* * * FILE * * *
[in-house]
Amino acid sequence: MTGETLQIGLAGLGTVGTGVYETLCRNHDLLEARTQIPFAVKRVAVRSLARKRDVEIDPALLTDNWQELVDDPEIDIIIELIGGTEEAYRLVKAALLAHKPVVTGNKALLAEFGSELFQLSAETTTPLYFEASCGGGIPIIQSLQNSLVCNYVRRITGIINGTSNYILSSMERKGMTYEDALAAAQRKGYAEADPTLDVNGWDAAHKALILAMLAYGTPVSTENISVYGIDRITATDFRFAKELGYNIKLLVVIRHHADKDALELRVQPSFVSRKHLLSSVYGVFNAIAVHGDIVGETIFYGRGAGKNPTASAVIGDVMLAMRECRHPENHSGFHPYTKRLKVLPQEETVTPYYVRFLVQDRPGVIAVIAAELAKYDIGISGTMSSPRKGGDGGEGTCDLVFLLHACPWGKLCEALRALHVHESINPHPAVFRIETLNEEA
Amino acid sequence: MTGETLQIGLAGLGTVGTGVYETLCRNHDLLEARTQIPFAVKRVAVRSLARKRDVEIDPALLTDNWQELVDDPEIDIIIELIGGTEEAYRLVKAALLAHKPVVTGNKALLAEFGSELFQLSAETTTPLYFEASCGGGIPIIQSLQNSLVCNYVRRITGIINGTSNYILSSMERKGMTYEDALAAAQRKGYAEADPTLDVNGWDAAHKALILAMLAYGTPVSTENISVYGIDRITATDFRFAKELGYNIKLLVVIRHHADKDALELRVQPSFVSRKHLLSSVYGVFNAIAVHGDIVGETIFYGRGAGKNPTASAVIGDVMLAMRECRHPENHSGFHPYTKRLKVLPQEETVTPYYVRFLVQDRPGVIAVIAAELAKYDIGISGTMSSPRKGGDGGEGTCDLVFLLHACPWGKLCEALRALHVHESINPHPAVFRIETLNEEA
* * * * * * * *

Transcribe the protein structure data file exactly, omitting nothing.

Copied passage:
[in-house]
Amino acid sequence: MTGETLQIGLAGLGTVGTGVYETLCRNHDLLEARTQIPFAVKRVAVRSLARKRDVEIDPALLTDNWQELVDDPEIDIIIELIGGTEEAYRLVKAALLAHKPVVTGNKALLAEFGSELFQLSAETTTPLYFEASCGGGIPIIQSLQNSLVCNYVRRITGIINGTSNYILSSMERKGMTYEDALAAAQRKGYAEADPTLDVNGWDAAHKALILAMLAYGTPVSTENISVYGIDRITATDFRFAKELGYNIKLLVVIRHHADKDALELRVQPSFVSRKHLLSSVYGVFNAIAVHGDIVGETIFYGRGAGKNPTASAVIGDVMLAMRECRHPENHSGFHPYTKRLKVLPQEETVTPYYVRFLVQDRPGVIAVIAAELAKYDIGISGTMSSPRKGGDGGEGTCDLVFLLHACPWGKLCEALRALHVHESINPHPAVFRIETLNEEA
Amino acid sequence: MTGETLQIGLAGLGTVGTGVYETLCRNHDLLEARTQIPFAVKRVAVRSLARKRDVEIDPALLTDNWQELVDDPEIDIIIELIGGTEEAYRLVKAALLAHKPVVTGNKALLAEFGSELFQLSAETTTPLYFEASCGGGIPIIQSLQNSLVCNYVRRITGIINGTSNYILSSMERKGMTYEDALAAAQRKGYAEADPTLDVNGWDAAHKALILAMLAYGTPVSTENISVYGIDRITATDFRFAKELGYNIKLLVVIRHHADKDALELRVQPSFVSRKHLLSSVYGVFNAIAVHGDIVGETIFYGRGAGKNPTASAVIGDVMLAMRECRHPENHSGFHPYTKRLKVLPQEETVTPYYVRFLVQDRPGVIAVIAAELAKYDIGISGTMSSPRKGGDGGEGTCDLVFLLHACPWGKLCEALRALHVHESINPHPAVFRIETLNEEA